Leash Aggression: What It Is and How to Address It

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You have probably seen dogs who go nuts at the end of the leash when encountering other dogs, lunging and barking. Your own dog may even do this, even though she’s calm and friendly meeting dogs off-leash. What is going on? This is called leash aggression, and it’s fairly common.

First of all, let’s be clear: it’s important to follow leash laws because they keep our dogs safe. Even the best trained dog may chase a squirrel or approach a nervous stranger if you don’t have the additional control of the leash. So don’t be tempted to forgo the leash to reduce aggression issues.

Leash aggression occurs because dogs feel restricted in their movements by the leash. Proper doggy etiquette is to approach from the side with neutral body language, but dogs who express leash aggression believe – rightly or wrongly – that they won’t be able to do this, which makes them nervous, and they then overreact to the other dog. In some cases, a dog may also misinterpret the body language of the other dog as confrontational, if they must approach each other face to face.

Training can help, but it takes some work because leash aggression is somewhat self-rewarding, meaning that the behavior itself provides some reward to the dog. The most effective method is to teach an incompatible behavior, typically sitting.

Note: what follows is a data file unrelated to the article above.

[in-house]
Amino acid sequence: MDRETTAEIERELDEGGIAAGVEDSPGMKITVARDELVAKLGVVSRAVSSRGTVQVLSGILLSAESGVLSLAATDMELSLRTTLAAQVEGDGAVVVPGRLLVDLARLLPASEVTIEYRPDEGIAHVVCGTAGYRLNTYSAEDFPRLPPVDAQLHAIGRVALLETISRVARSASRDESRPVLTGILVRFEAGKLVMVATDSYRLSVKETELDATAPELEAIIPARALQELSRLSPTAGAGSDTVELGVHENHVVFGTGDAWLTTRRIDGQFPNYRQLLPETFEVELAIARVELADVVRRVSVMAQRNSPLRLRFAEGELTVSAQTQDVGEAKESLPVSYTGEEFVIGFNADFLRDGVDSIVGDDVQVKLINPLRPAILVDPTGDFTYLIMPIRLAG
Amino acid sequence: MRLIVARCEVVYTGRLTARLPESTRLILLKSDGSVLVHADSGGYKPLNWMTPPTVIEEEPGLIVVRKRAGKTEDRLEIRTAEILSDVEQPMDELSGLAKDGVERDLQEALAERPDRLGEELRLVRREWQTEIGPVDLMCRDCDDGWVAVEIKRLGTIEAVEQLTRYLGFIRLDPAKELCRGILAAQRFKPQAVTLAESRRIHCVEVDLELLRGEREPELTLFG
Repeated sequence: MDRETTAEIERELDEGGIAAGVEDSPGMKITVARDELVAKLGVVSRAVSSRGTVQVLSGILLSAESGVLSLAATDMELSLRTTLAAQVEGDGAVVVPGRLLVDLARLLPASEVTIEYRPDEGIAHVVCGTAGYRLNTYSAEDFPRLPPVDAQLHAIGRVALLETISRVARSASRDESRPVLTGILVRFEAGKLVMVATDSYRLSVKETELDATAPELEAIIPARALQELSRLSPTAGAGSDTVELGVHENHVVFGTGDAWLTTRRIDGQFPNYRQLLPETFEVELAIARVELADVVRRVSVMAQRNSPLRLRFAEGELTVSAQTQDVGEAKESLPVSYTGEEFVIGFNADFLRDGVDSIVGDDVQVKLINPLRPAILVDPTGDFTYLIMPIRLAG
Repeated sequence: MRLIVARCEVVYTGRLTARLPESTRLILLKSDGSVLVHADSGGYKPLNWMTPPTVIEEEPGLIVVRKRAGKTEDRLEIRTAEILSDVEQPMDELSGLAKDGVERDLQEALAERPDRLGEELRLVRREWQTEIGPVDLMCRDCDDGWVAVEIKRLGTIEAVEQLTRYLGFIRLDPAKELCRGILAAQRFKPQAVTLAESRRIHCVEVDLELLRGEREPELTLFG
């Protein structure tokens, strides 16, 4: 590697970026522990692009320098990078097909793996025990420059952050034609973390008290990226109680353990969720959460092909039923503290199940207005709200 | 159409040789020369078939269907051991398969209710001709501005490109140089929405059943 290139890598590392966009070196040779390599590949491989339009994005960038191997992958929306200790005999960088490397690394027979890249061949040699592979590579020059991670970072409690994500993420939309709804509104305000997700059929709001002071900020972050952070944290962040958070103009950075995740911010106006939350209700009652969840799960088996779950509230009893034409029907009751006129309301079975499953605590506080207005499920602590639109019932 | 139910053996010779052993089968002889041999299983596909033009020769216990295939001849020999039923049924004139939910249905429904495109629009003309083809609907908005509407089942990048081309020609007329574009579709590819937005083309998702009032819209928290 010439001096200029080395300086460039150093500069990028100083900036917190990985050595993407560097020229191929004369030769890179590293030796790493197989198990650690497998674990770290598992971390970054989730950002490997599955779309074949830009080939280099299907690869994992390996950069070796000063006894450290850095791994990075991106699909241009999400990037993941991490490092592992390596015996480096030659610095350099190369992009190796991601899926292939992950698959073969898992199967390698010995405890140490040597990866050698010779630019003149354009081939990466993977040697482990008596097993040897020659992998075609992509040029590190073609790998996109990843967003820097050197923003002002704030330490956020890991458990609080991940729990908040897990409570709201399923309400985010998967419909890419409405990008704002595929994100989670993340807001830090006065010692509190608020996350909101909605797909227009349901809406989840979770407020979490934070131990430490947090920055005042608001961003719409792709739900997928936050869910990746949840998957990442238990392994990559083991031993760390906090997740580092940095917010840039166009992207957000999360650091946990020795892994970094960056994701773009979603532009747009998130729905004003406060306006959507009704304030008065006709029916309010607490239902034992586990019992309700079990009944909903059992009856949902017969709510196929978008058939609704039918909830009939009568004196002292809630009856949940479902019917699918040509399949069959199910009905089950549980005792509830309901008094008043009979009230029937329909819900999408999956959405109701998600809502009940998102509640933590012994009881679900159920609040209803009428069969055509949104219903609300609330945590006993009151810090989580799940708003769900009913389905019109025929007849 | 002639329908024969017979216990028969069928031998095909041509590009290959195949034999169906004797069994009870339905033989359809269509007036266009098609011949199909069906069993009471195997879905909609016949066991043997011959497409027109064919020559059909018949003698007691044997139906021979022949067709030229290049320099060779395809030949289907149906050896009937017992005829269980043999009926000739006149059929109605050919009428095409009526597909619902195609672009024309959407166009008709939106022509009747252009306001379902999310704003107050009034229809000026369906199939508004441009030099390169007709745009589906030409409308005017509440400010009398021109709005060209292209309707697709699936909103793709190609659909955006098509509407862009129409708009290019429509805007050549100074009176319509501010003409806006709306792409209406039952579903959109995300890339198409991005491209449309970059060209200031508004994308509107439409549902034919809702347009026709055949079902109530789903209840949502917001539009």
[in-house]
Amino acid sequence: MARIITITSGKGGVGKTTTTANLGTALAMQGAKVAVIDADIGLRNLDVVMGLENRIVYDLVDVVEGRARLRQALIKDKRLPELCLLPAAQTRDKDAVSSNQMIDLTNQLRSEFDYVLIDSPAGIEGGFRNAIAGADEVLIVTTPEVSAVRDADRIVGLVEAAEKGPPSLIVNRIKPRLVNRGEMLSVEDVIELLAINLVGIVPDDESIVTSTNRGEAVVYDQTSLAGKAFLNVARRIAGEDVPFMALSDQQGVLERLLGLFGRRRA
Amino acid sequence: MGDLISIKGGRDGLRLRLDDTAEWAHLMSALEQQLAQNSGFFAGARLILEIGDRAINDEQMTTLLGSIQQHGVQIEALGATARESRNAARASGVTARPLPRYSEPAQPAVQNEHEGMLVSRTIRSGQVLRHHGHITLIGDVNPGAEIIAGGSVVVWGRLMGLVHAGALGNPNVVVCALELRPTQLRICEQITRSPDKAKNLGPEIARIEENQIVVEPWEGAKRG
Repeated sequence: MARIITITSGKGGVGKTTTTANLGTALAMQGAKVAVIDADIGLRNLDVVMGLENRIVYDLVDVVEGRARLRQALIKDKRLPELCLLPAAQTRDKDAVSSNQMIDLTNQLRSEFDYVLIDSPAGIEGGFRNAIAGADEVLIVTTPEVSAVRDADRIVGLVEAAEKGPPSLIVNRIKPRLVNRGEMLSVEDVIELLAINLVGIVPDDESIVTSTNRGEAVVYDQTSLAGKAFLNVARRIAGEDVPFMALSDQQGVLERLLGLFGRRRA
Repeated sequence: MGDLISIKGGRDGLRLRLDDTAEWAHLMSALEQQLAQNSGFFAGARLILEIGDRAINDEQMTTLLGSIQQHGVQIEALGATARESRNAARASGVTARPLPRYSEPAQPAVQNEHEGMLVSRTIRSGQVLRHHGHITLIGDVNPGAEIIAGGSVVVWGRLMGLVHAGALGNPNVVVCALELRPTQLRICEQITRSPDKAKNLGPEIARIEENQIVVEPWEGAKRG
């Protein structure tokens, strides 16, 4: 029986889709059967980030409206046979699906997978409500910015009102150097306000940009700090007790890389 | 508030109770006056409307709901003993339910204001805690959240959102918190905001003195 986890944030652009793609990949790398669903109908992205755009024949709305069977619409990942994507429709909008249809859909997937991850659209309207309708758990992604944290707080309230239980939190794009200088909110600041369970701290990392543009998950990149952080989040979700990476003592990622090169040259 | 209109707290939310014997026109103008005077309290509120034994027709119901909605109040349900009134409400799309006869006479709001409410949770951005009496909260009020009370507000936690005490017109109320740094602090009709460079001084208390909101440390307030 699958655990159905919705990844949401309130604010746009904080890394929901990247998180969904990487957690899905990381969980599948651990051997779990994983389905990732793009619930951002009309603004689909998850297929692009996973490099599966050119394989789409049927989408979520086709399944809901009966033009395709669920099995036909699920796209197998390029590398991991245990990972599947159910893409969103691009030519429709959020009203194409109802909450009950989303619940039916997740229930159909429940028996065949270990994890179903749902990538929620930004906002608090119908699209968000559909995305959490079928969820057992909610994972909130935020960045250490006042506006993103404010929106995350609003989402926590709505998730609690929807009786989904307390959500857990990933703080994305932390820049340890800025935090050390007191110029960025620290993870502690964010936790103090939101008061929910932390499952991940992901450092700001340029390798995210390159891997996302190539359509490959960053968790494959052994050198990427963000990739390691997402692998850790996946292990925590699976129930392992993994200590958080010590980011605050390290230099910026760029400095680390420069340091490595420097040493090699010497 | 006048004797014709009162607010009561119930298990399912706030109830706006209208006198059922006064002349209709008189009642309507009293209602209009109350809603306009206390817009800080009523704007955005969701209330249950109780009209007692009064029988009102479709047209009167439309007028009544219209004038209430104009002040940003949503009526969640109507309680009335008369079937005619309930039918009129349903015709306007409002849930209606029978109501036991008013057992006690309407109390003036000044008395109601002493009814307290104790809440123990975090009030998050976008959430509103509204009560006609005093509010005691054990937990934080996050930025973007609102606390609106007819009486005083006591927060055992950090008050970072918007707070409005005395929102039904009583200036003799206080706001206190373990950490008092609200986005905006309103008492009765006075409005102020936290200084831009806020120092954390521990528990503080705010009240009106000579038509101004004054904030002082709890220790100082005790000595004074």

Begin by practicing sitting on your walks even when there is no other dog about. Periodically call your dog to you and have him sit for a short time, then reward and release him. This way, he won’t be surprised when you start asking him to sit in the presence of other dogs.

As soon as you spot another dog approaching, call your dog to you and have him sit. He’ll be too wired up the first few times to do so – don’t be angry, don’t raise your voice, and don’t punish him. Just keep at it, and when he sits, reward him right away – you might only have a second or two to do so at first, so be sure to capture the behavior with a reward. Eventually, he will catch on and start to sit whenever he sees another dog.

For some dogs, training just isn’t effective. In that case, you will need to depend on management. Walk your dog in areas where you are unlikely to encounter other dogs. If you do see another dog coming, take a detour or turn around and head the other way.

Leash aggression can be embarrassing, especially if your dog is otherwise well-behaved. Now that you know a little more about the causes, you can work with your dog to help her overcome the thought patterns that lead to it. That will make walking a more pleasant experience for both of you.

NR Tomasheski is a dog trainer who spent seven years as co-owner of a canine daycare, boarding, and grooming facility in Sherman Oaks, California. She has competed with her own dogs in agility, obedience, and rally.

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